Thorough documentation of the fire scene is essential for fire investigators to accurately determine the origin and cause of a fire. Chapter 16 of the National Fire Protection Association (NFPA) 921 (2021 edition) provides valuable guidance on scene documentation, outlining the necessary steps and considerations. In this article, we will delve into the importance of scene documentation, exploring the methods, tools, and key elements outlined in NFPA 921 (2021). By understanding the significance of comprehensive documentation and following the recommended practices, fire investigators can enhance the effectiveness and credibility of their investigations.


Preliminary Documentation: Setting the Stage for Investigation

Before diving into the specifics of scene documentation, it is crucial to establish a strong foundation. This includes forming an investigative team, conducting a pre-investigation briefing, determining the investigation’s scope, and securing the necessary permissions and access to the scene. These preliminary steps help ensure a well-coordinated and focused documentation process (Fire Investigation Handbook, 3rd edition, p. 120).


Documentation Methods and Tools: Capturing the Scene

Effective documentation relies on utilizing appropriate methods and tools. Photography is a fundamental component, enabling investigators to capture the overall scene, close-up details, and evidence. High quality photographs provide visual references for later analysis and reporting. In addition to photography, sketches, diagrams, videography, measurements, and comprehensive notetaking contribute to a holistic documentation process (National Association of Fire Investigators, “Best Practices for Fire Investigation Documentation,” p. 6).


Key Elements of Scene Documentation: The Devil is in the Details

To achieve comprehensive scene documentation, certain key elements must be prioritized. These include capturing overall scene images, close-up photographs of specific evidence, using evidence markers and labels for reference, documenting injuries to occupants or responders, recording environmental conditions, identifying fire patterns and burn indicators, and assessing the extent of structural damage. These elements collectively provide crucial information for analyzing and determining the fire’s origin and cause (International Association of Arson Investigators, “Guide for Fire and Explosion Investigations,” p. 67).

Documentation Priorities: Ensuring Vital Information is Preserved

In the midst of a fire investigation, it is essential to establish priorities for documentation. The safety of  responders and investigators take precedence, followed by documenting perishable evidence that may degrade or alter over time. Documentation should also consider potential reconstruction needs, encompassing multiple perspectives and capturing sequential changes during the investigation process. By focusing on these priorities, investigators can safeguard valuable information and maintain its integrity (NFPA 921, 2021, p. 16-10).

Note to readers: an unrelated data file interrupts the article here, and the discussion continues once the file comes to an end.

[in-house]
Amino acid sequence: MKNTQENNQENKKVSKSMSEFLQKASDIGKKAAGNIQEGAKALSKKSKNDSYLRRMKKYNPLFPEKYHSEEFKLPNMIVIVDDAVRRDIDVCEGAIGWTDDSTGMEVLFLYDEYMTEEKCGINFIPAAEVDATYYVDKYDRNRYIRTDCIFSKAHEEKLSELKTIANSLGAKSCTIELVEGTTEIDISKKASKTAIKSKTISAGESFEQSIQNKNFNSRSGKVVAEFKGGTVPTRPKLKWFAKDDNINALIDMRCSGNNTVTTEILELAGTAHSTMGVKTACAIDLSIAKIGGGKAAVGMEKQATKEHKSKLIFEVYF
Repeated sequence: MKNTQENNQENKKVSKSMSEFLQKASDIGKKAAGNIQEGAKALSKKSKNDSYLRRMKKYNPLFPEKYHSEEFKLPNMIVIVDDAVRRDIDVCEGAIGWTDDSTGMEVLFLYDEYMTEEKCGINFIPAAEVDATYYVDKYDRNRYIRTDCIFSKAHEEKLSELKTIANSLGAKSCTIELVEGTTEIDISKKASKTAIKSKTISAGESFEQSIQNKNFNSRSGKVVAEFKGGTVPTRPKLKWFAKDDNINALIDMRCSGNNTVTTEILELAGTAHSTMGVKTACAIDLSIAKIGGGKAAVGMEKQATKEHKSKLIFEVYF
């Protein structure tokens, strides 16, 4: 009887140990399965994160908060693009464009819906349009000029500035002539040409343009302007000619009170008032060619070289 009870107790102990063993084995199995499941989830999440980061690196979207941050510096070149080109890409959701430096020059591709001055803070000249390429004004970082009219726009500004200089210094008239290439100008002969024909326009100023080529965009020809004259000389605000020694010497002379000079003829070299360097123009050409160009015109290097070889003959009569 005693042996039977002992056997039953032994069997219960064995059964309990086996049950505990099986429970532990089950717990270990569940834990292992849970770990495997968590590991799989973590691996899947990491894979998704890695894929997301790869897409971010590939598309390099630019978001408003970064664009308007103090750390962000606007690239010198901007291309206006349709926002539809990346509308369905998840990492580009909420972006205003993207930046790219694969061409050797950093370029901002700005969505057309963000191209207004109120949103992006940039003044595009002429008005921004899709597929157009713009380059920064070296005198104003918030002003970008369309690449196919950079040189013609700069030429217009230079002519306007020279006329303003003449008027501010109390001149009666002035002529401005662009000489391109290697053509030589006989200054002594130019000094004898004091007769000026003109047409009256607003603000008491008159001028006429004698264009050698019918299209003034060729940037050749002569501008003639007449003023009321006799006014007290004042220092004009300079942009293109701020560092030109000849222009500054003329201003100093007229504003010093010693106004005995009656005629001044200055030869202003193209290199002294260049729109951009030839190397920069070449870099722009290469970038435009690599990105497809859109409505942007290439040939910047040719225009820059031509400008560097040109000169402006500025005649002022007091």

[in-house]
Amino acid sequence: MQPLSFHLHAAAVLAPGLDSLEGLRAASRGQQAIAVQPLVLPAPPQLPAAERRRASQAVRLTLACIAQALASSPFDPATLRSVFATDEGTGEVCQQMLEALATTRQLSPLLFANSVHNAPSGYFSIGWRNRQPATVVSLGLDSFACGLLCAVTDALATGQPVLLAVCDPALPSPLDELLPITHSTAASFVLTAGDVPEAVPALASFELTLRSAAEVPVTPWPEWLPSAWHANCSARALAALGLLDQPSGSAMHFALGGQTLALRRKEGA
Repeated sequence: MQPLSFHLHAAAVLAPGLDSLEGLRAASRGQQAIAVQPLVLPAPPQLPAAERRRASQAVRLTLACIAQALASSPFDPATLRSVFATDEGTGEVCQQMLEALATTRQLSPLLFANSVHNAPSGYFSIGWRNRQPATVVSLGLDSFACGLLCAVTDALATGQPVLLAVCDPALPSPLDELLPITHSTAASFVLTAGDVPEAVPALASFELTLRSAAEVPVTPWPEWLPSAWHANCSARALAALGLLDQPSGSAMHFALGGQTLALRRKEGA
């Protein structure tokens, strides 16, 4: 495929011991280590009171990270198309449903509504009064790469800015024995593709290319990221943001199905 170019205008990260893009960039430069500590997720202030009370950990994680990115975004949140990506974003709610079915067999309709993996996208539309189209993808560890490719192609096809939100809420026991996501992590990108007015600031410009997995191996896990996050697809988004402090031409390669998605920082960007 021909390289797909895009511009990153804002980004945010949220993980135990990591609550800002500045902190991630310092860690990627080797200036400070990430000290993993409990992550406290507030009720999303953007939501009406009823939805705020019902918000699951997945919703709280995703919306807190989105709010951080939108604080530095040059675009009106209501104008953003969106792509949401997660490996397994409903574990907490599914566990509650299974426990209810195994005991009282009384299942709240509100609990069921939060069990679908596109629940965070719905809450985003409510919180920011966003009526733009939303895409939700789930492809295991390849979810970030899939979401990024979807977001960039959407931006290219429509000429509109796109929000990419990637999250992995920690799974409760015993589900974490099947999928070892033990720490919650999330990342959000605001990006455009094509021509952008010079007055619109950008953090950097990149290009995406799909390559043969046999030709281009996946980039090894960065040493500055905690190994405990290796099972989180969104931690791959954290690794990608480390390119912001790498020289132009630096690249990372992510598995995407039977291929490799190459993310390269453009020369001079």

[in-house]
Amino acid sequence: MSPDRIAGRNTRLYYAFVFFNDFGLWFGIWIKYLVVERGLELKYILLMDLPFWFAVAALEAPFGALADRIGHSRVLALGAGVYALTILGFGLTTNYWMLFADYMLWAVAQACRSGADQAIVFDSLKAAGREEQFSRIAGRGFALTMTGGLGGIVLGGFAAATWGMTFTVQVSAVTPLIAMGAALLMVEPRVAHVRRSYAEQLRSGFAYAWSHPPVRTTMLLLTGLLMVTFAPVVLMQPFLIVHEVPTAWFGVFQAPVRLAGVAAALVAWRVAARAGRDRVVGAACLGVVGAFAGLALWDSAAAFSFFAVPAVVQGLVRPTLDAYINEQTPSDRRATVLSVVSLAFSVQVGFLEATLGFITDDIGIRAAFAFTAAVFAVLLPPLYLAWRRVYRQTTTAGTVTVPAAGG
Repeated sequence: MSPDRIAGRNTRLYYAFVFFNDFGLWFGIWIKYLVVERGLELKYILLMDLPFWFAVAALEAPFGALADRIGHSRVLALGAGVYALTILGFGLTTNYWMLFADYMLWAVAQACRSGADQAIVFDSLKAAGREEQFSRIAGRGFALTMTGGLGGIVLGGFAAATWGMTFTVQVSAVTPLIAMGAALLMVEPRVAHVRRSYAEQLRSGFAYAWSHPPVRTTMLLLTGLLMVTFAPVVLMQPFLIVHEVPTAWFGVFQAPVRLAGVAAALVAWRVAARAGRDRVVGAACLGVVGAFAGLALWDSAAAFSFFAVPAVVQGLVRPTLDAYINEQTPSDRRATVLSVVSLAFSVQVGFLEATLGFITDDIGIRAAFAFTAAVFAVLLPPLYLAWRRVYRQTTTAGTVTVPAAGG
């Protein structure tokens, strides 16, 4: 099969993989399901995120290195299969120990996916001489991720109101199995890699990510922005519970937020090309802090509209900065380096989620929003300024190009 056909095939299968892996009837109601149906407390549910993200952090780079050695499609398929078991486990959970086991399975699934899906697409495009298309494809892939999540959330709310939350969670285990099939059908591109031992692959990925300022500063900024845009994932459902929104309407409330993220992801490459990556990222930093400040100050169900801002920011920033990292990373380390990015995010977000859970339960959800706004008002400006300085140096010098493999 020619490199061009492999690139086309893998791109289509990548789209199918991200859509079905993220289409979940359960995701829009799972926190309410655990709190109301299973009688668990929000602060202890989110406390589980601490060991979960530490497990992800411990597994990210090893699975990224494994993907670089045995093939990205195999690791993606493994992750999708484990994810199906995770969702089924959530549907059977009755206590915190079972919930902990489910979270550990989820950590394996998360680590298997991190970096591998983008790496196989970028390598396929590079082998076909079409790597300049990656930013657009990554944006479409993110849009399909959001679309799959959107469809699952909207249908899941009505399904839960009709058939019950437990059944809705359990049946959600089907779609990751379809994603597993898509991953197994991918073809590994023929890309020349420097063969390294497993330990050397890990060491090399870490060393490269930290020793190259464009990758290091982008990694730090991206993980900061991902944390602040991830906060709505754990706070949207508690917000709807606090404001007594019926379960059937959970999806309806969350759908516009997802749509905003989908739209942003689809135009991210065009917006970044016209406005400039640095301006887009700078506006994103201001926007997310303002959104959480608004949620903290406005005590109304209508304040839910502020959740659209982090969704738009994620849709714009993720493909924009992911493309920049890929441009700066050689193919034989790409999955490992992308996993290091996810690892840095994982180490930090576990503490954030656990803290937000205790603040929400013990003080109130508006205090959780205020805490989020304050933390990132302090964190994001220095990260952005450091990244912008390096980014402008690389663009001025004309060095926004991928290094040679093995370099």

Special Considerations: Unique Aspects of Documentation

Certain circumstances require special consideration when documenting the fire scene. These include documenting electrical systems and utilities, capturing the impact of fire suppression activities, evaluating fire protection systems’ operational status and maintenance, documenting alterations made during suppression efforts, and noting post-fire artifacts and observations. Paying attention to these specific aspects provides a comprehensive picture of the incident and aids in accurate analysis (Fire Investigation Handbook, 3rd edition, p. 126).


Documentation Quality Assurance: Ensuring Reliability and Consistency

To maintain the quality and reliability of documentation, several factors come into play. Peer review and validation help ensure accuracy and consistency. Proper handling and preservation of evidence are maintained through a chain of custody. Organizing documentation effectively facilitates accessibility and reference. Supplementing documentation with additional materials, such as video recordings or 3D scans, can further enhance the overall quality and context (National Association of Fire Investigators, “Best Practices for Fire Investigation Documentation,” p. 12).



Thorough scene documentation is the bedrock of a successful fire investigation. By following the guidelines outlined in NFPA 921 (2021 edition) Chapter 16 and drawing upon the expertise and recommendations of other credible sources, fire investigators can establish a comprehensive record of the fire scene. The use of photography, sketches, measurements, and meticulous notetaking enables the capture of vital information. By prioritizing key elements, considering extraordinary circumstances, and ensuring documentation quality, investigators can enhance the accuracy and credibility of their findings. By embracing the importance of scene documentation, fire investigators contribute to the advancement of the field and the safety of communities.





Fire Investigation Handbook, 3rd edition
National Association of Fire Investigators, “Best Practices for Fire Investigation Documentation”
International Association of Arson Investigators, “Guide for Fire and Explosion Investigations”